Course Hospitality, Listening, and Dialogue

ECTS: 1.5

Course leader: Claudia Welz

Language: English

Graduate school: Faculty of Arts

Course fee: 0.00 DKK

Status: Course is finished

Semester: Spring 2023

Application deadline: 01/04/2023

Cancellation deadline: 01/04/2023

Course type: Blended learning

Start date: 09/05/2023

Administrator: Henriette Jaquet


All students are placed on a waiting list until we reach application deadline.

In the recent upsurge in forced migration across international borders and the increasing anti-immigration sentiment in Europe and beyond, the question of who or what a stranger is has not always been translated into recognition for this ‘other.’ In view of this attitude, which is prevalent in pluralistic, multicultural, globalized democracies, it is becoming ever more urgent to gain an in-depth understanding of the origins and meaning of ‘hospitality’ as a key concept and practice. In this PhD course and conference, we will explore religious, literary, artistic, theological, philosophical, ethical, legal, and political sources and resources, and we will discuss diverse approaches to hospitality.

Scholarly attention to the notion of hospitality has to a great extent been wielded by political discourses about the ‘integration’ of immigrants and refugees crossing national borders. However, the notion of hospitality has a long history. Hospitality was initially a sacred tradition and ultimately – since Immanuel Kant’s political proposal in Perpetual Peace (1795) where “hospitality means the right of the stranger not to be treated with hostility when he arrives on someone else’s territory” – an exemplary way in which Europe has identified its own humanitarian ethos. Currently, however, hospitality (or rather, the lack of hospitality) has come to test the hallmarks of Europe’s self-acclaimed hospitality culture.

The present course and conference will focus on the question of how it is possible to orient oneself in border settings where hospitality and one’s own personal or group identity are challenged to the point that one no longer feels ‘at home,’ and where attempts of establishing and/or maintaining an intercultural and interreligious dialogue depending on verbal language reach a critical limit. May practices of ‘hospitable listening’ and (more or less) silent gestures of hospitality like, for instance, serving a meal or offering a place to rest and, a fortiori, coordinated politics of hospitality vis-à-vis refugees help us transcend the limits of dialogue, and if so, how? The connection between hospitality, listening, and dialogue will be explored in an interdisciplinary setting.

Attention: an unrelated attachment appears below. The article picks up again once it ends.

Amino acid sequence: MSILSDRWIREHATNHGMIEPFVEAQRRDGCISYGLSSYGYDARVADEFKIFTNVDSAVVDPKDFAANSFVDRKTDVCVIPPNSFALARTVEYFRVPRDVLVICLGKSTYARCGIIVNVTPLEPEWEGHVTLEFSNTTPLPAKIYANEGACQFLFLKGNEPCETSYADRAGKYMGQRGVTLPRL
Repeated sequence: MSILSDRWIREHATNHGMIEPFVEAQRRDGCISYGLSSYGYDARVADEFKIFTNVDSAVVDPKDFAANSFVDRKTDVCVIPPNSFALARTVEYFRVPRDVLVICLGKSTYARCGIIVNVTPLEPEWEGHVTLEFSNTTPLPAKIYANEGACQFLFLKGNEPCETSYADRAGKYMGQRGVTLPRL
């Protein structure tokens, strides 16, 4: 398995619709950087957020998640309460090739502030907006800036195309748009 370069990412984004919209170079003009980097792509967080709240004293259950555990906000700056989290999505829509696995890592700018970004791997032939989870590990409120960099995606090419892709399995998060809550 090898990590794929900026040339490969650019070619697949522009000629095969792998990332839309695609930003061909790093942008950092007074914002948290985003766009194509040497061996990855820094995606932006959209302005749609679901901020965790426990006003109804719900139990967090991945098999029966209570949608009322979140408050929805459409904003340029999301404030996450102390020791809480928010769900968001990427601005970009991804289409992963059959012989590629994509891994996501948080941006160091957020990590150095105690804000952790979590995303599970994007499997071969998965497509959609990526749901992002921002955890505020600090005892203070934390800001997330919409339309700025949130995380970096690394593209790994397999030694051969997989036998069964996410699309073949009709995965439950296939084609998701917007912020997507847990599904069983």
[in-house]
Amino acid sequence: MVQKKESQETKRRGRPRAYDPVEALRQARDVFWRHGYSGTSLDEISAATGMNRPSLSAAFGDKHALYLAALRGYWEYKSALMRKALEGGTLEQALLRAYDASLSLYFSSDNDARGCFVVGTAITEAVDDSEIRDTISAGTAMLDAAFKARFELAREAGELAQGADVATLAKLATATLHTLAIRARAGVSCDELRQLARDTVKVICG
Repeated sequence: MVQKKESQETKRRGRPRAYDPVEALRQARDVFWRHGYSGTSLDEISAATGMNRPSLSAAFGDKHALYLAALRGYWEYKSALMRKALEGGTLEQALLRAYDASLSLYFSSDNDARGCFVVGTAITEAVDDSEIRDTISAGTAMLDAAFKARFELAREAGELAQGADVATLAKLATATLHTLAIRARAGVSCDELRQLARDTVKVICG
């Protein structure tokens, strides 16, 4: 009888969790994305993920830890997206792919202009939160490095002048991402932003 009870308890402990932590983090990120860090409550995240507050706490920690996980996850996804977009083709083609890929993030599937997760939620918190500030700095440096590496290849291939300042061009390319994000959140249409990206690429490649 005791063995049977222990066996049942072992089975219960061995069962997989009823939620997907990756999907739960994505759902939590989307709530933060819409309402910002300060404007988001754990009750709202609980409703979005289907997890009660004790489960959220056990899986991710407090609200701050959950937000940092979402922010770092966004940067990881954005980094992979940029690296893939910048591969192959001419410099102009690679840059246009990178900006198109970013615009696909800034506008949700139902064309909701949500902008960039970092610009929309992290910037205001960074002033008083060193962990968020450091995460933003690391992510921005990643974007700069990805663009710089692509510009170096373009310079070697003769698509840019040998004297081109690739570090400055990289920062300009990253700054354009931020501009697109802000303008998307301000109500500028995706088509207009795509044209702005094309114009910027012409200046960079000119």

We invite PhD papers. If you are interested, please submit an abstract (around 250-300 words) by March 1, 2023.


The aim of this course is to provide

  1. an overview of different approaches to hospitality in various traditions of thought
  2. an introduction to questions related to hospitality (e.g. the relation between hospitality, listening, and dialogue; the tension between conditional and unconditional hospitality; role reversals between the guest and the host; the understanding of ‘the other’ or ‘stranger’; phenomenologies of crossing a threshold, border, or limit; an evaluation of various immigration policies; the status of displaced and stateless people; the granting of asylum and establishment of sanctuary cities)
  3. a critical discussion of how hospitality has been defined in different disciplines and practiced in different contexts.


  • Biblical texts: Gen 18; Romans 12:13; Hebrews 13:2; 1 Peter 4:9, etc.
  • Immanuel Kant, extracts from Toward Perpetual Peace
  • Emmanuel Levinas, extracts from Totality and Infinity, Beyond the Verse (“Politics After!” and “Cities of Refuge”), Otherwise than Being
  • Jacques Derrida, extracts from Of Hospitality and Hostipitality (I+II).

Target group:

This course and conference will target PhD students and postdoctoral research fellows, as well as colleagues interested in the course theme.


  • Keynote lectures and presentation of PhD papers (perhaps also a postdoctoral paper)
  • Workshop format: discussion of work in progress
  • Reading sessions in which classical texts will be discussed


1,5 ECTS for preparation and participation without paper

2,5 ECTS for attending the course and presenting a paper


Confirmed speakers so far:

  • Paul Mendes-Flohr, Hebrew University of Jerusalem & University of Chicago 
  • Claudia Welz, Aarhus University
  • Johannes Nissen, Aarhus University

Sign up separately for the following parts of the course and conference program on May 10, 2023:

  • - 13:00-15:00 Open seminar on "Hospitality, Listening, and Dialogue
  • - 15:45-17:00 Guided tour through the Royal Libray’s Book Tower ( 25 persons!) and piano concert
  • - 17:00-18:00 Reception in the library garden

Course dates:

  • 09 May 2023 09:00 - 16:00
  • 10 May 2023 09:00 - 12:00